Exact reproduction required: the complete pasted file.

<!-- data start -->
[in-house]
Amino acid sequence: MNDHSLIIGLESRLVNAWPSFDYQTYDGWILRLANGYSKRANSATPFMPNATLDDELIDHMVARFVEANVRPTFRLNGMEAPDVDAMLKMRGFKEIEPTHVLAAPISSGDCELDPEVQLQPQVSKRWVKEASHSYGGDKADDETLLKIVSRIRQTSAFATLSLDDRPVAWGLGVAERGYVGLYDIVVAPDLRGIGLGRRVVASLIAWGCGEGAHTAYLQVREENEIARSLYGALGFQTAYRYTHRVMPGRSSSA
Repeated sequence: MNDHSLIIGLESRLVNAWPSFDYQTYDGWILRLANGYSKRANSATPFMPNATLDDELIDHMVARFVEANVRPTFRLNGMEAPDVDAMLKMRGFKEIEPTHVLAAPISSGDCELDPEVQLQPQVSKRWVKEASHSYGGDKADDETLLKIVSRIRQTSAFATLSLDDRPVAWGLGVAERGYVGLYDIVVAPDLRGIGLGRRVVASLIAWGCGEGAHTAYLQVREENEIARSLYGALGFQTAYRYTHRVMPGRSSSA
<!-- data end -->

[in-house]
Amino acid sequence: MNDHSLIIGLESRLVNAWPSFDYQTYDGWILRLANGYSKRANSATPFMPNATLDDELIDHMVARFVEANVRPTFRLNGMEAPDVDAMLKMRGFKEIEPTHVLAAPISSGDCELDPEVQLQPQVSKRWVKEASHSYGGDKADDETLLKIVSRIRQTSAFATLSLDDRPVAWGLGVAERGYVGLYDIVVAPDLRGIGLGRRVVASLIAWGCGEGAHTAYLQVREENEIARSLYGALGFQTAYRYTHRVMPGRSSSA
Repeated sequence: MNDHSLIIGLESRLVNAWPSFDYQTYDGWILRLANGYSKRANSATPFMPNATLDDELIDHMVARFVEANVRPTFRLNGMEAPDVDAMLKMRGFKEIEPTHVLAAPISSGDCELDPEVQLQPQVSKRWVKEASHSYGGDKADDETLLKIVSRIRQTSAFATLSLDDRPVAWGLGVAERGYVGLYDIVVAPDLRGIGLGRRVVASLIAWGCGEGAHTAYLQVREENEIARSLYGALGFQTAYRYTHRVMPGRSSSA